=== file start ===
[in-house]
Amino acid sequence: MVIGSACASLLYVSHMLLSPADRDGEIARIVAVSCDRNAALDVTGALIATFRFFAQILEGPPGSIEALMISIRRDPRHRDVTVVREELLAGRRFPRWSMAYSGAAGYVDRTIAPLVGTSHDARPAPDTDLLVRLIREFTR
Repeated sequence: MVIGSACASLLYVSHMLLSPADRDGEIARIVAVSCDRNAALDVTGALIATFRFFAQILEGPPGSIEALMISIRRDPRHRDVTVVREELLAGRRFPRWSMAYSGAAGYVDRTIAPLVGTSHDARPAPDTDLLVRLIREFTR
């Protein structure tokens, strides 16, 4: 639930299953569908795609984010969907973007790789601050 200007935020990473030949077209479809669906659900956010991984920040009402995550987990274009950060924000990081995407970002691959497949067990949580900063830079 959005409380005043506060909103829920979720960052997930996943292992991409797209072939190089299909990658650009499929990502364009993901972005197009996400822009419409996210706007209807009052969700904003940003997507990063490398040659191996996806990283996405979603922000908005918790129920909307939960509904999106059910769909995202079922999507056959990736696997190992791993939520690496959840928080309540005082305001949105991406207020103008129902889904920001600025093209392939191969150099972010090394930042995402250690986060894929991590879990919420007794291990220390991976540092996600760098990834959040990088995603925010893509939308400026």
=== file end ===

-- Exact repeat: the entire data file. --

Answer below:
[in-house]
Amino acid sequence: MVIGSACASLLYVSHMLLSPADRDGEIARIVAVSCDRNAALDVTGALIATFRFFAQILEGPPGSIEALMISIRRDPRHRDVTVVREELLAGRRFPRWSMAYSGAAGYVDRTIAPLVGTSHDARPAPDTDLLVRLIREFTR
Repeated sequence: MVIGSACASLLYVSHMLLSPADRDGEIARIVAVSCDRNAALDVTGALIATFRFFAQILEGPPGSIEALMISIRRDPRHRDVTVVREELLAGRRFPRWSMAYSGAAGYVDRTIAPLVGTSHDARPAPDTDLLVRLIREFTR
């Protein structure tokens, strides 16, 4: 639930299953569908795609984010969907973007790789601050 200007935020990473030949077209479809669906659900956010991984920040009402995550987990274009950060924000990081995407970002691959497949067990949580900063830079 959005409380005043506060909103829920979720960052997930996943292992991409797209072939190089299909990658650009499929990502364009993901972005197009996400822009419409996210706007209807009052969700904003940003997507990063490398040659191996996806990283996405979603922000908005918790129920909307939960509904999106059910769909995202079922999507056959990736696997190992791993939520690496959840928080309540005082305001949105991406207020103008129902889904920001600025093209392939191969150099972010090394930042995402250690986060894929991590879990919420007794291990220390991976540092996600760098990834959040990088995603925010893509939308400026």